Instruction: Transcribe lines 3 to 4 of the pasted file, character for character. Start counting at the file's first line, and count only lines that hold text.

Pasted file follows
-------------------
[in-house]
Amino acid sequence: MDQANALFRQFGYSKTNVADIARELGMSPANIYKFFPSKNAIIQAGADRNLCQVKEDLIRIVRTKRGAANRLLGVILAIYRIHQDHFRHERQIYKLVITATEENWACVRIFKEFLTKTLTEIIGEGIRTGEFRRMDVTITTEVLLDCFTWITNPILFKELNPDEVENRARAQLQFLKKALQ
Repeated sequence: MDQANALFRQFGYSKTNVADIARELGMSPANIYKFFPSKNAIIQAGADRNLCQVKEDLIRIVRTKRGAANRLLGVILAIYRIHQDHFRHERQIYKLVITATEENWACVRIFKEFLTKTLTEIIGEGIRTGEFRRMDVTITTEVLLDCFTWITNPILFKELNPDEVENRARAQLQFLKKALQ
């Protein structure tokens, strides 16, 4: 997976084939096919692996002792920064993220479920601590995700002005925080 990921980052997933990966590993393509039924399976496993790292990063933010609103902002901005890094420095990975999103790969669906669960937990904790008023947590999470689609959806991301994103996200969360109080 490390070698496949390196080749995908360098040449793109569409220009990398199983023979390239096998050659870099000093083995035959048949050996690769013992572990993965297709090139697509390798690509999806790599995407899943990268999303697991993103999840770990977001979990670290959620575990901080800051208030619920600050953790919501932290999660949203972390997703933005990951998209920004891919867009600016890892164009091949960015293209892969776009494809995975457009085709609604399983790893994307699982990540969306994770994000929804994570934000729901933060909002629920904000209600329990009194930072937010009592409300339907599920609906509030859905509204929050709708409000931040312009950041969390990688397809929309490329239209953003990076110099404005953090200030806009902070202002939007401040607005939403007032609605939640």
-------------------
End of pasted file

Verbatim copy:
Repeated sequence: MDQANALFRQFGYSKTNVADIARELGMSPANIYKFFPSKNAIIQAGADRNLCQVKEDLIRIVRTKRGAANRLLGVILAIYRIHQDHFRHERQIYKLVITATEENWACVRIFKEFLTKTLTEIIGEGIRTGEFRRMDVTITTEVLLDCFTWITNPILFKELNPDEVENRARAQLQFLKKALQ
């Protein structure tokens, strides 16, 4: 997976084939096919692996002792920064993220479920601590995700002005925080 990921980052997933990966590993393509039924399976496993790292990063933010609103902002901005890094420095990975999103790969669906669960937990904790008023947590999470689609959806991301994103996200969360109080 490390070698496949390196080749995908360098040449793109569409220009990398199983023979390239096998050659870099000093083995035959048949050996690769013992572990993965297709090139697509390798690509999806790599995407899943990268999303697991993103999840770990977001979990670290959620575990901080800051208030619920600050953790919501932290999660949203972390997703933005990951998209920004891919867009600016890892164009091949960015293209892969776009494809995975457009085709609604399983790893994307699982990540969306994770994000929804994570934000729901933060909002629920904000209600329990009194930072937010009592409300339907599920609906509030859905509204929050709708409000931040312009950041969390990688397809929309490329239209953003990076110099404005953090200030806009902070202002939007401040607005939403007032609605939640």